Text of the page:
Monday, 25 September 2017 13:24

Will self-driving cars deliver more traffic congestion?

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A new report by the University of Sydney’s Business School, dubbed the Transport Opinion Survey, suggests self-driving cars won’t ease road congestion but might even increase it.

The Sydney Uni’s Business School says that, “Australians are looking forward to self-driving cars but are unlikely to share their vehicles with other travellers, contrary to predictions made by transport experts and the motor industry”, according to its latest Transport Opinion Survey.

The findings of the quarterly survey, with the second survey for 2017 here, are conducted by the School’s internationally respected Institute of Transport and Logistic Studies.

They indicate that “road congestion in our major cities is unlikely to ease with the arrival of self-drive cars and could be worse than it is today".

The results of the survey, known as TOPS, have prompted the director of the ITLS, Professor David Hensher, to suggest that the government “may have to impose a levy on the use of private cars in order to combat increasing congestion".

Of course, my immediate thought is why is a levy or yet another tax one of the answers academics and often politicians reach for?

Why not build better roads or do something other than extracting ever more money from long-suffering every people? The answer to this question is not covered in the media release.

Indeed, everyday Australians likely aren’t paid has much as academics or politicians, so the answer to my question isn’t probably something you’ll find covered in any academic survey ever, but we can live in hope that one day these people will join the rest of us in the real world and call for fewer levies and lower taxation, instead.

That said, “one in four survey participants said they would buy a self-drive car for family use if they were available but only one-third of these adopters would lease their vehicles to other travellers when it was not in use".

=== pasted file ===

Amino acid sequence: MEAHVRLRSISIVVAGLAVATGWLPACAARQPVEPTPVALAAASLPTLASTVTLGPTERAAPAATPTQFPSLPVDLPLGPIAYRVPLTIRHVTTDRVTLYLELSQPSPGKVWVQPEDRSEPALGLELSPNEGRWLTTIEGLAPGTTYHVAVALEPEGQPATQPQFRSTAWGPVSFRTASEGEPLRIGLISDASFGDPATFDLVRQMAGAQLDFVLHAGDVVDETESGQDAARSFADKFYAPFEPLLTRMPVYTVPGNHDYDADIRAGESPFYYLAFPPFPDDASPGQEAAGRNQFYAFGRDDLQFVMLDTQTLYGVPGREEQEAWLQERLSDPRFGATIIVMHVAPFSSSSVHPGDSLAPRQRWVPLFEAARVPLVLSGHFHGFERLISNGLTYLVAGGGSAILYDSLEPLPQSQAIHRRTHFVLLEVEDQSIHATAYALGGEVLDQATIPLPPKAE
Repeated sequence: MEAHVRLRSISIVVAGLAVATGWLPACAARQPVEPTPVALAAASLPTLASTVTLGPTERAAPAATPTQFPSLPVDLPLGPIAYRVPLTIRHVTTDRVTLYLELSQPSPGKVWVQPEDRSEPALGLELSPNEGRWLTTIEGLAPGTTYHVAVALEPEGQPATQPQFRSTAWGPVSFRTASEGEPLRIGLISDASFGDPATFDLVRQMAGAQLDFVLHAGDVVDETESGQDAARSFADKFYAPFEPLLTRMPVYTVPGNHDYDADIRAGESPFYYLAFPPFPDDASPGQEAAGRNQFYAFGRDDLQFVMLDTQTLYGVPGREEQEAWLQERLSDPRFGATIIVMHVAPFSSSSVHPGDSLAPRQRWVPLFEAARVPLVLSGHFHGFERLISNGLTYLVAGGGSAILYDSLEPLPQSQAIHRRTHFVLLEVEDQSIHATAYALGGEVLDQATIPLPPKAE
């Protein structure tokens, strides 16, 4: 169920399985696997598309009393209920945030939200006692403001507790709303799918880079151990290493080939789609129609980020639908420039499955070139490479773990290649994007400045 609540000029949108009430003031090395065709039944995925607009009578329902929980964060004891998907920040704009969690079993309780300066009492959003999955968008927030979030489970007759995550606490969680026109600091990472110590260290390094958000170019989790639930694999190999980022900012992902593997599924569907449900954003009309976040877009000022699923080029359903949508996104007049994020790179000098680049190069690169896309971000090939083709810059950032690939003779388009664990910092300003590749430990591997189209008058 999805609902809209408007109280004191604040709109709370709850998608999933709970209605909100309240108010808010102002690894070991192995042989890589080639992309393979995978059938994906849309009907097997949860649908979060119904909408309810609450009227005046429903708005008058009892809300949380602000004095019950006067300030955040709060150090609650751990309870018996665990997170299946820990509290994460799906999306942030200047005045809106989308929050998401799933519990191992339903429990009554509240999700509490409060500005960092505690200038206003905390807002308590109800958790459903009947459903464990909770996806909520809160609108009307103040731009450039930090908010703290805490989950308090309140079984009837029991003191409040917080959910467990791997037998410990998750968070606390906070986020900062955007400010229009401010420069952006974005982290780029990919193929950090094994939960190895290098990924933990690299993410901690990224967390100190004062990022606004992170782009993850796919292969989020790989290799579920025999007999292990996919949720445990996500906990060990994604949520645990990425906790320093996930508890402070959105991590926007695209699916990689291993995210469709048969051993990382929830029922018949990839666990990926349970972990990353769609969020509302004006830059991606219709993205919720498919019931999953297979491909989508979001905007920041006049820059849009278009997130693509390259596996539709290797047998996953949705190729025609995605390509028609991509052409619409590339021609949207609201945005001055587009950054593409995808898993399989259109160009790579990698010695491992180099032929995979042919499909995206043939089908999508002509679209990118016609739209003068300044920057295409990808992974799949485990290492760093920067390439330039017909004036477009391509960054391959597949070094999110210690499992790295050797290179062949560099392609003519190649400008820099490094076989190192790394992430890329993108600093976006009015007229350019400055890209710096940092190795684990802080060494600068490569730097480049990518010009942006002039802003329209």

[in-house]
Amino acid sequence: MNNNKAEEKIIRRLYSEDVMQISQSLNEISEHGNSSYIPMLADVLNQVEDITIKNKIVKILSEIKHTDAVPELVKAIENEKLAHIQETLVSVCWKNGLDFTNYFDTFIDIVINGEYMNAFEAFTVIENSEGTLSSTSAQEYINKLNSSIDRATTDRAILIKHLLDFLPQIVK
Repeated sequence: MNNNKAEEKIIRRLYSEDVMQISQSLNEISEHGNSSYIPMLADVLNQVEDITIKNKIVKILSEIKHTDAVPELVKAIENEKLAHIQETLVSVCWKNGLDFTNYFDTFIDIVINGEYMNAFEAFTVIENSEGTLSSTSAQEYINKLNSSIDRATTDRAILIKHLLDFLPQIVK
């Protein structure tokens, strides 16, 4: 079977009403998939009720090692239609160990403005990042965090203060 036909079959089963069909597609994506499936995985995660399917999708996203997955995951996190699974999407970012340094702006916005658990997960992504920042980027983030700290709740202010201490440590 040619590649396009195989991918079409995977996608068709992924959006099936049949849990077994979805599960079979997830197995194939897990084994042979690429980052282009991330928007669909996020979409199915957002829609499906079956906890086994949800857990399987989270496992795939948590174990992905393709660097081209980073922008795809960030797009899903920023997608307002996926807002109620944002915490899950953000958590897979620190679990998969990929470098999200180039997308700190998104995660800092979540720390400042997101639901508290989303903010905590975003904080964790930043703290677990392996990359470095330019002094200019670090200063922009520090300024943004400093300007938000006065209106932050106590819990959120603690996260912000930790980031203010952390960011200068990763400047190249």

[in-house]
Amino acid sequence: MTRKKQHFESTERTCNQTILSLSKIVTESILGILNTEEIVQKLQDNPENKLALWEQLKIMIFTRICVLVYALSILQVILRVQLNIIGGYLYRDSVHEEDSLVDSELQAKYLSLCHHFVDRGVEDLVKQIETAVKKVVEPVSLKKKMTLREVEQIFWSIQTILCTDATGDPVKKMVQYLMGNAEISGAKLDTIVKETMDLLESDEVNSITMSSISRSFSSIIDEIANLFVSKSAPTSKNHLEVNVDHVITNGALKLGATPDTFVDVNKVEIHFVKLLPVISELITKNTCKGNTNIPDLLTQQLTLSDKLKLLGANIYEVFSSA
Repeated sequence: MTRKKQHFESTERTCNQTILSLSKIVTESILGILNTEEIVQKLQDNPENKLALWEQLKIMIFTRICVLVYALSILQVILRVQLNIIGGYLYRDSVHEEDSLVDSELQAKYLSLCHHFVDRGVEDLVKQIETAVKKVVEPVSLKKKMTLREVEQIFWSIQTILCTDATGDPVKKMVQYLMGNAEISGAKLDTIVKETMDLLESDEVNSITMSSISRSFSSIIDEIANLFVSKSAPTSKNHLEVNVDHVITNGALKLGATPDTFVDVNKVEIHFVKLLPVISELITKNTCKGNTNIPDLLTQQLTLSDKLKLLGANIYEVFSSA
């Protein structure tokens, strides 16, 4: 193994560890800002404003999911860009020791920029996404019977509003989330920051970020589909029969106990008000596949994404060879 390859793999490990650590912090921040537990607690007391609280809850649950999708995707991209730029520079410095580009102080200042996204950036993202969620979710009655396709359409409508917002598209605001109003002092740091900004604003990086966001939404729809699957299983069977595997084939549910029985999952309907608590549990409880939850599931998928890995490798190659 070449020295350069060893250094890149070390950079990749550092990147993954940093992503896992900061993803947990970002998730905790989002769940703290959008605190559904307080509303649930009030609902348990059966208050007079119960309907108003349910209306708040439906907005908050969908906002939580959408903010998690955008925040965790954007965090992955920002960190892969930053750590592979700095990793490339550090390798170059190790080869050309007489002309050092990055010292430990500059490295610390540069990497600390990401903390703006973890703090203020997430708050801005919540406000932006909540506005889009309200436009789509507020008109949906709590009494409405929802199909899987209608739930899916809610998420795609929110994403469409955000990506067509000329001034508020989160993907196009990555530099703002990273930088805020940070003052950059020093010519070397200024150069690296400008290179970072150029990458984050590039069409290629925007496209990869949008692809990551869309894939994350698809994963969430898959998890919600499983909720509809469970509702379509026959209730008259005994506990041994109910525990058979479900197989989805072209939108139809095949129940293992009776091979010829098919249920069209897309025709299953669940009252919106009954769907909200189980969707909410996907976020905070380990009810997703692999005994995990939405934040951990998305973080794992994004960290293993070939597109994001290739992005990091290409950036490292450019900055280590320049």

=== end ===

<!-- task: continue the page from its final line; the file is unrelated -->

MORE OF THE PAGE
In addition, “40% of participants also said that they would probably use their cars more as travelling became easier while more than thirty percent said they would use their car rather than use some public transport".

“No survey participants expected their daily travel to remain the same in the driver-less era.”

The results, according to Professor Hensher, “indicated that there could be more traffic congestion on Australia’s roads rather than less as predicted by some transport analysts, and a deterioration in public transport services".

Hensher said: “The survey suggests a strong uptake which is encouraging at this stage in the debate on the future of driver-less vehicles; however the real challenge is getting society to become more sharing either by allowing others to use their cars or through a third party mobility plan.

“Pundits promoting the virtues of driver-less cars, were suggesting that they would contribute to a significant reduction in traffic congestion. Our findings appear contrary to that view.

“We now need to contemplate how society more broadly and government might respond through new laws ensuring that disruptive transport technologies serve the public while managing their negative impacts through various measures including a private car use levy.".

The TOPS index “also indicated that Australians have steadily regained confidence in their local transport services but this is still a long way from the high recorded in September 2013".

We’re told that TOPS is the only regular national survey to measure public opinion on transport related issues, with its second report for 2017 here.

 

Ok, so the above image is of a robot driven car, but seeing as the car will be the robot... I went with this free image from Pixabay for this story anyway. Enjoy! 

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Alex Zaharov-Reutt

One of Australia’s best-known technology journalists and consumer tech experts, Alex has appeared in his capacity as technology expert on all of Australia’s free-to-air and pay TV networks on all the major news and current affairs programs, on commercial and public radio, and technology, lifestyle and reality TV shows. Visit Alex at Twitter here.

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